Young ‘digital natives’ are too trusting when they go online, study finds

Written by: Emma Lee-Potter | Published:
Photo: iStock

Youngsters are increasingly trusting of what they see on the internet and sometimes lack the understanding to decide what is true and impartial and what is not, a study has found.

Children are spending an average of 15 hours a week online – more than twice as much as they did a decade ago.

A new study also suggests that youngsters are increasingly trusting of what they see on the internet and sometimes lack the understanding to decide what is true and impartial and what is not.

Almost a fifth of 12 to 15-year-olds polled for Ofcom’s Children and Parents: Media use and attitudes 2015 report believed that information returned by search engines such as Google or Bing must be true. Only a third were able to identify paid-for advertisements within these results.

The study pointed out that even though today’s children have grown up with the internet and are so-called “digital natives”, they need to improve their digital knowledge.

“The internet allows children to learn, discover different points of view and stay connected with friends and family,” said James Thickett, Ofcom’s director of research.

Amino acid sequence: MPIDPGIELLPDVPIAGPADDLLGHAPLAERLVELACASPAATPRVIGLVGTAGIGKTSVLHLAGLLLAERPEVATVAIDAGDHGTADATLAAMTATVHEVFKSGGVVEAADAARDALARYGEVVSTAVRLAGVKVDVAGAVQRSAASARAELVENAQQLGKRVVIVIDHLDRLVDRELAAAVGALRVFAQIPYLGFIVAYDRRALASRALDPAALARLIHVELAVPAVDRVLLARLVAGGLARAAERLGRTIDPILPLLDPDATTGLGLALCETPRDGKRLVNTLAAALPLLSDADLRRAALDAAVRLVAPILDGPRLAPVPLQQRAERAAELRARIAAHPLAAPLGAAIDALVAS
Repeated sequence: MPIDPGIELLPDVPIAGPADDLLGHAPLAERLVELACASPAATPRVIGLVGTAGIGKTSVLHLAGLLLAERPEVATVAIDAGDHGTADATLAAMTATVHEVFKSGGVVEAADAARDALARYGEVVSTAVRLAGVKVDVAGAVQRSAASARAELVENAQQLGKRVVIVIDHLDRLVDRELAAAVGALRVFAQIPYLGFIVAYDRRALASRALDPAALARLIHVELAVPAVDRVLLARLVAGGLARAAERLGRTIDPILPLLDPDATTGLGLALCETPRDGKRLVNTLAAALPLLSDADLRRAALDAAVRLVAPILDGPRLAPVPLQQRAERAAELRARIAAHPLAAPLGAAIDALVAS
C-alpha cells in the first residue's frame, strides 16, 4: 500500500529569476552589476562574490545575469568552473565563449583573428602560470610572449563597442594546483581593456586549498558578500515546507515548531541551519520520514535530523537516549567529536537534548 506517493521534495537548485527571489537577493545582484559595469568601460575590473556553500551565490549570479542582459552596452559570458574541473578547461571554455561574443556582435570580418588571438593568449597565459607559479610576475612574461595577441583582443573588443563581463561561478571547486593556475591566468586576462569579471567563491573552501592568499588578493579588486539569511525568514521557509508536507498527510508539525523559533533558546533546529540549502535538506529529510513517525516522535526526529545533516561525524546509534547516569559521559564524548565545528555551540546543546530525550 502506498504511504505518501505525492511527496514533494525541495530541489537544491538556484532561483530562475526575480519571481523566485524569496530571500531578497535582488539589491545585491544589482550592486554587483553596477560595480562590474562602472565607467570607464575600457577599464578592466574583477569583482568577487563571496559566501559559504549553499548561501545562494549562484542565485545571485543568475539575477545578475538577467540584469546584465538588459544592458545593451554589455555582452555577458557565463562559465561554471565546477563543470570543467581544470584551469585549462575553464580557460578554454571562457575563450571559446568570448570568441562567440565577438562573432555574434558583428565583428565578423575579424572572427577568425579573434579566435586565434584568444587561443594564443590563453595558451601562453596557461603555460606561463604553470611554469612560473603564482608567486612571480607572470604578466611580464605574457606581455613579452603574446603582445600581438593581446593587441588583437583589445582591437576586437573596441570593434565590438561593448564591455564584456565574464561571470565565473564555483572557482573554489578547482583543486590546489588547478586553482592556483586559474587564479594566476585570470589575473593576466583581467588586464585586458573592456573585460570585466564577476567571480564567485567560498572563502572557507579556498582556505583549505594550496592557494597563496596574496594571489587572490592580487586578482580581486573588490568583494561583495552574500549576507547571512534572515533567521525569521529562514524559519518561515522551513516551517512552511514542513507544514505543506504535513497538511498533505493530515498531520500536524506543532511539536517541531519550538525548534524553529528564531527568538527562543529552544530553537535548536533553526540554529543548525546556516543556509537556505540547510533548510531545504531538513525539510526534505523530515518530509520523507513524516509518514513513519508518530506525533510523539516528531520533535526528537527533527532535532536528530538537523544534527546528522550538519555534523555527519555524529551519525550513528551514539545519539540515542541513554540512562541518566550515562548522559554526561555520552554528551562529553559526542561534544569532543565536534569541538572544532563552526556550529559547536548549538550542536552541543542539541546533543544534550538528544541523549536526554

“But these digital natives still need help to develop the know-how they need to navigate the online world.”

Nearly eight per cent of children aged between eight and 15 who go online believe information from social media sites or apps is “all true” – double the number of a year ago.

Children are increasingly turning to YouTube for “true and accurate” information about what is going on in the world. But while nearly 10 per cent say YouTube is their preferred choice, only half of 12 to 15-year-olds realise advertising is the main source of funding for the site and less than half know that vloggers (video bloggers) can be paid to endorse products or services.

Many of the children who took part in the study expressed concern about spending too much time on the internet. Nearly one in three 12 to 15-year-olds admitted they spent too much time online, particularly on social media sites.

Fifteen per cent of eight to 11-year-olds had internet access in their bedrooms and 34 per cent of 12 to 15-year-olds – via a desktop, laptop or netbook. Many use portable devices, like tablets and mobile phones to go online.

Parents were quizzed about their role in online safety too. More than nine in 10 parents of children aged eight to 15 said they managed their children’s internet use in some way – either through technical tools, talking to or supervising their children or setting rules about internet access and online behaviour.

Children and Parents: Media use and attitudes can be found at http://bit.ly/1OwoZDF


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